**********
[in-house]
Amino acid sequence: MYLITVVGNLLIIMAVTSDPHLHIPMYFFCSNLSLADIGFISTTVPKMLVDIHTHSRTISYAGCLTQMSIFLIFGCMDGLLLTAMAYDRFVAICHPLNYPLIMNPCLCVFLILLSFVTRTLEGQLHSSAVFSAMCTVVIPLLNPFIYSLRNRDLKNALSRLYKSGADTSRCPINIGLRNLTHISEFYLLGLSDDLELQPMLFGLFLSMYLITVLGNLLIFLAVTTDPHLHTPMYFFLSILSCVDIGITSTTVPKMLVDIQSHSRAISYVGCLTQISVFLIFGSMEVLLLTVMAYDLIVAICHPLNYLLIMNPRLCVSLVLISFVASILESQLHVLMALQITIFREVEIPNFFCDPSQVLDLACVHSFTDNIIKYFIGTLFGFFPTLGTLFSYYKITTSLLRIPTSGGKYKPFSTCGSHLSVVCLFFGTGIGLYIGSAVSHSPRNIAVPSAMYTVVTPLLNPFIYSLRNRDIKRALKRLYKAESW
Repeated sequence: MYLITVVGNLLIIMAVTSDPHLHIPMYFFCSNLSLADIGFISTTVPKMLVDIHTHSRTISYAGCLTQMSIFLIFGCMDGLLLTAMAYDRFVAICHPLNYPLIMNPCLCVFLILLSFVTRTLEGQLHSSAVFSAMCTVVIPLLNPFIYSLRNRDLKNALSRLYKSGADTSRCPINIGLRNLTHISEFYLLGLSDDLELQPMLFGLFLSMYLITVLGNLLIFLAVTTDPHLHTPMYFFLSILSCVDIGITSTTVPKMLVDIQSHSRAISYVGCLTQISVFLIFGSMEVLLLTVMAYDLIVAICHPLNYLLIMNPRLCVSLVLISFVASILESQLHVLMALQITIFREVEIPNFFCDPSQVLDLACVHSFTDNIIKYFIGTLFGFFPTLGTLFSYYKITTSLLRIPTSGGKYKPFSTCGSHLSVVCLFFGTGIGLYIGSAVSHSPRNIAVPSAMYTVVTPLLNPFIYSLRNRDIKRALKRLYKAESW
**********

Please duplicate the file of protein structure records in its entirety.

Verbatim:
[in-house]
Amino acid sequence: MYLITVVGNLLIIMAVTSDPHLHIPMYFFCSNLSLADIGFISTTVPKMLVDIHTHSRTISYAGCLTQMSIFLIFGCMDGLLLTAMAYDRFVAICHPLNYPLIMNPCLCVFLILLSFVTRTLEGQLHSSAVFSAMCTVVIPLLNPFIYSLRNRDLKNALSRLYKSGADTSRCPINIGLRNLTHISEFYLLGLSDDLELQPMLFGLFLSMYLITVLGNLLIFLAVTTDPHLHTPMYFFLSILSCVDIGITSTTVPKMLVDIQSHSRAISYVGCLTQISVFLIFGSMEVLLLTVMAYDLIVAICHPLNYLLIMNPRLCVSLVLISFVASILESQLHVLMALQITIFREVEIPNFFCDPSQVLDLACVHSFTDNIIKYFIGTLFGFFPTLGTLFSYYKITTSLLRIPTSGGKYKPFSTCGSHLSVVCLFFGTGIGLYIGSAVSHSPRNIAVPSAMYTVVTPLLNPFIYSLRNRDIKRALKRLYKAESW
Repeated sequence: MYLITVVGNLLIIMAVTSDPHLHIPMYFFCSNLSLADIGFISTTVPKMLVDIHTHSRTISYAGCLTQMSIFLIFGCMDGLLLTAMAYDRFVAICHPLNYPLIMNPCLCVFLILLSFVTRTLEGQLHSSAVFSAMCTVVIPLLNPFIYSLRNRDLKNALSRLYKSGADTSRCPINIGLRNLTHISEFYLLGLSDDLELQPMLFGLFLSMYLITVLGNLLIFLAVTTDPHLHTPMYFFLSILSCVDIGITSTTVPKMLVDIQSHSRAISYVGCLTQISVFLIFGSMEVLLLTVMAYDLIVAICHPLNYLLIMNPRLCVSLVLISFVASILESQLHVLMALQITIFREVEIPNFFCDPSQVLDLACVHSFTDNIIKYFIGTLFGFFPTLGTLFSYYKITTSLLRIPTSGGKYKPFSTCGSHLSVVCLFFGTGIGLYIGSAVSHSPRNIAVPSAMYTVVTPLLNPFIYSLRNRDIKRALKRLYKAESW